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Q&A: Writing your Will

As part of our two-series blog posts on writing your Will (you can write part one here), we have answered a selection of questions that come to mind when writing a Will or organising your trust.

What happens if my children are under 18?
If you have children under the age of 18, your Will should give directions for the care of those children and how they will be provided for. The Will must state who is to have custody and guardianship if both spouses/partners die.

What is the difference between a Guardian and a Trustee?
A guardian is the person you select to take over your role as parent in rearing your children under 18 years of age. A Trustee is the person you appoint to look after the assets in your estate. Your will should give your Trustee enough power to allow them to be flexible in deciding what maintenance and other payments should be made for the beneficiaries who are under 18 years of age.

What is a Discretionary Trust?
A discretionary trust provides your trustees with full power to apply capital and income at their discretion for the benefit of your beneficiaries (e.g. your children). This may mean that some beneficiaries will receive more than others – this is up to the Trustees to decide.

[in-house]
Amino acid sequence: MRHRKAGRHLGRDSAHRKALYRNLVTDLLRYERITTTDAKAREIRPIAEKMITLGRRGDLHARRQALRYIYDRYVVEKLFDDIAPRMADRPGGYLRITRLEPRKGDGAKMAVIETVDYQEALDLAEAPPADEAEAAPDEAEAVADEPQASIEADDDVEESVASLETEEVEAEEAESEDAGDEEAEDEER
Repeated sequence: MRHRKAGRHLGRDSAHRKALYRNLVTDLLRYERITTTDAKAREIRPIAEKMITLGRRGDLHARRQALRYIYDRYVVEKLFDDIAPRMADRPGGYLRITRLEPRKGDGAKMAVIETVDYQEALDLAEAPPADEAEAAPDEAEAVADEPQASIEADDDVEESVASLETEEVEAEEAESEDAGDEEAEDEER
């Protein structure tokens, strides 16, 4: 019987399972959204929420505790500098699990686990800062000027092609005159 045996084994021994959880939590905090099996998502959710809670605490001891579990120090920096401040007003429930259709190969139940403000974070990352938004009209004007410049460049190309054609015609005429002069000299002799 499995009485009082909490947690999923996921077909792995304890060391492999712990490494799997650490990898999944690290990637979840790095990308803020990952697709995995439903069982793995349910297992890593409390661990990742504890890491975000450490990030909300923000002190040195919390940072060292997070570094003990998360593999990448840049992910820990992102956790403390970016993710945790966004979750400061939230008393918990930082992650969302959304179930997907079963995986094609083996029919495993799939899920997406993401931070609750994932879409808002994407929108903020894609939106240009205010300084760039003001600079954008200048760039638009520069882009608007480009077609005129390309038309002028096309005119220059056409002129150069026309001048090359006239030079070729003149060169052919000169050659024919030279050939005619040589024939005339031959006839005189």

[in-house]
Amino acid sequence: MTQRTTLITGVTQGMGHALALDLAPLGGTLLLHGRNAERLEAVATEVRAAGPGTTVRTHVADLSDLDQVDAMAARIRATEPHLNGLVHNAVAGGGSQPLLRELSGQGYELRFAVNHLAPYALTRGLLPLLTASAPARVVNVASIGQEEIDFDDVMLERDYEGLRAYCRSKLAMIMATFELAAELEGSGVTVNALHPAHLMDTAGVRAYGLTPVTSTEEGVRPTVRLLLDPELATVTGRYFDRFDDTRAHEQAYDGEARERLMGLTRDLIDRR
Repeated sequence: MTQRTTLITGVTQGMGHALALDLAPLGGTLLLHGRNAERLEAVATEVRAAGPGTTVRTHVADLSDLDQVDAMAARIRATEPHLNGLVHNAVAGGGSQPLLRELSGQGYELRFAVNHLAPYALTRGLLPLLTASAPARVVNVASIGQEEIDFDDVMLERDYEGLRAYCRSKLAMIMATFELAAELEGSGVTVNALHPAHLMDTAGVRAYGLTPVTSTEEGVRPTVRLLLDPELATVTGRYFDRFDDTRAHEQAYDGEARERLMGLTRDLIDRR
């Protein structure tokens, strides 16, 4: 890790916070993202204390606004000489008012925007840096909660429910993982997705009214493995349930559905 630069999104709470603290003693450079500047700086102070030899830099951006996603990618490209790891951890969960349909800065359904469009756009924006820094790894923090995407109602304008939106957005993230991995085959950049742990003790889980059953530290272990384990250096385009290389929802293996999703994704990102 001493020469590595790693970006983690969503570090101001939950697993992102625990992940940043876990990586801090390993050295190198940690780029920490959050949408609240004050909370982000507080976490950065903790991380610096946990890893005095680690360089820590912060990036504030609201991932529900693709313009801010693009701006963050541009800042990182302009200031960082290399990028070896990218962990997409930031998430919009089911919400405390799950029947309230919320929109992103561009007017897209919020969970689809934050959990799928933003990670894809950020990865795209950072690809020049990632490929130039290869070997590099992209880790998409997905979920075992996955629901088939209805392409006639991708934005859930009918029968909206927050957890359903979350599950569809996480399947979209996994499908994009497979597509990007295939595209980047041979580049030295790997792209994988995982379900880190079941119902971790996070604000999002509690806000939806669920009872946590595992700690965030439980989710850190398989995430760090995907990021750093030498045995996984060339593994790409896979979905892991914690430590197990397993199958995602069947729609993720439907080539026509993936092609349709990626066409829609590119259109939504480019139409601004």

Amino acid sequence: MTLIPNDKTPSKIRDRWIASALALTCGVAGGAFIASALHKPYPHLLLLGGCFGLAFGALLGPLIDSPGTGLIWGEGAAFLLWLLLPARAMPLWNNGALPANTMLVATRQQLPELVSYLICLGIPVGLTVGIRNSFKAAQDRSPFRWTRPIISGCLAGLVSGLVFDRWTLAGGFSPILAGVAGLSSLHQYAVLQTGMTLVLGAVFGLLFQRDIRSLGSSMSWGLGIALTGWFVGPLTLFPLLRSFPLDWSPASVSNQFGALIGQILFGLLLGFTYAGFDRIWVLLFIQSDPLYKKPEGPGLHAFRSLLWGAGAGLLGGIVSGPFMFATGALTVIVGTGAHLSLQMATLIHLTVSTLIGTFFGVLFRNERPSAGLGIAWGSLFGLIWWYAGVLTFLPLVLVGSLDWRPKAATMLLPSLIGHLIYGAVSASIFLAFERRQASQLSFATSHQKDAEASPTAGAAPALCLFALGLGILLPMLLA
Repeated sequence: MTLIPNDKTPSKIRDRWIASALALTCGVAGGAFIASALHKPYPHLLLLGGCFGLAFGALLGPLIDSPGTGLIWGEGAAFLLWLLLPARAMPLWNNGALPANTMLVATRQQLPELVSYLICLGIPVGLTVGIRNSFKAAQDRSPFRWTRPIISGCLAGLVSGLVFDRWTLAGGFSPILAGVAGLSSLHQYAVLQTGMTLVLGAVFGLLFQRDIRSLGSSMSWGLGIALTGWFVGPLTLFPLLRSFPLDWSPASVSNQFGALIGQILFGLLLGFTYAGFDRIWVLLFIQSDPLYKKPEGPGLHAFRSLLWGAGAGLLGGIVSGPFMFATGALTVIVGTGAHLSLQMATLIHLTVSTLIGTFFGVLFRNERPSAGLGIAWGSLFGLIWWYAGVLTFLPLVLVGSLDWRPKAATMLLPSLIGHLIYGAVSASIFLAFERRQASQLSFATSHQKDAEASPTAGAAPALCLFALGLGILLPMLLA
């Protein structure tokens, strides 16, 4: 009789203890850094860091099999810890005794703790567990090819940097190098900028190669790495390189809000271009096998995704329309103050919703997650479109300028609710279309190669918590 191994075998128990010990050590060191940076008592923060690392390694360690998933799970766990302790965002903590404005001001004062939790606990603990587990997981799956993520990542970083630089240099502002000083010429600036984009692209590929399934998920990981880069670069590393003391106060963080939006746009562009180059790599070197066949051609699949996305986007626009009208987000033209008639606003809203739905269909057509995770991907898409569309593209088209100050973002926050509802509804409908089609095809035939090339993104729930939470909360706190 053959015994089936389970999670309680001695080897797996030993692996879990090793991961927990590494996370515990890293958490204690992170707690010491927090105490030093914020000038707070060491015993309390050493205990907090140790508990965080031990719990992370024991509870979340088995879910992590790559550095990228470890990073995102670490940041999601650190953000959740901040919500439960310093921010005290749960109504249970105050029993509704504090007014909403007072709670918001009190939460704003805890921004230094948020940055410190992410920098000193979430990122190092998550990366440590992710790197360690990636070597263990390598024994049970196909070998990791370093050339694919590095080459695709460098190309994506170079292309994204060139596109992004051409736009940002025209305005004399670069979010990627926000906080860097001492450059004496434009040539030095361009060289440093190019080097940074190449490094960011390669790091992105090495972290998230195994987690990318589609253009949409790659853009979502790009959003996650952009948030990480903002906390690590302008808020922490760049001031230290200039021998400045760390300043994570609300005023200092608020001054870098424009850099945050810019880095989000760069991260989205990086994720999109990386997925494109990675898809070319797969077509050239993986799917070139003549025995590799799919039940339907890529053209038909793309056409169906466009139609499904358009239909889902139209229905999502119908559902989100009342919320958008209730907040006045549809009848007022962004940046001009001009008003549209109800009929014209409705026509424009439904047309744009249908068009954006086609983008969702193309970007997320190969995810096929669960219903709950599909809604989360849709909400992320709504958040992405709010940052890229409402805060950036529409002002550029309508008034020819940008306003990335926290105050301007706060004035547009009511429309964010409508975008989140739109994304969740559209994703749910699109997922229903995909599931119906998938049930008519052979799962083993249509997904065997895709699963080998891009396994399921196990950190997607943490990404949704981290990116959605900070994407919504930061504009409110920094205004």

Is their tax on Discretionary Trusts?
At present, discretionary trusts are liable to a once off tax of 6% on the death of the person creating the trust, once his/her spouse, and all their children are over the age of 21. There is a refund of 3% if the trust is distributed fully within 5 years. There is a further payment of 1% due on the 1st of January in each succeeding year each year following the year in which the payment of 6% is made.

What If I have no cash assets?
If your only asset is a house, business or farm and you do not have sufficient cash, you can leave the house to a particular beneficiary on condition that he/she arranges for legacies to be paid to other beneficiaries. In the case of an elderly relative, you could consider leaving the house, business or farm to them for their lifetime and state in your Will that you want done with the property after their death.

We can answer more of your questions! To get in touch with a query regarding your Will or an inheritance, feel free to get in touch with us here.


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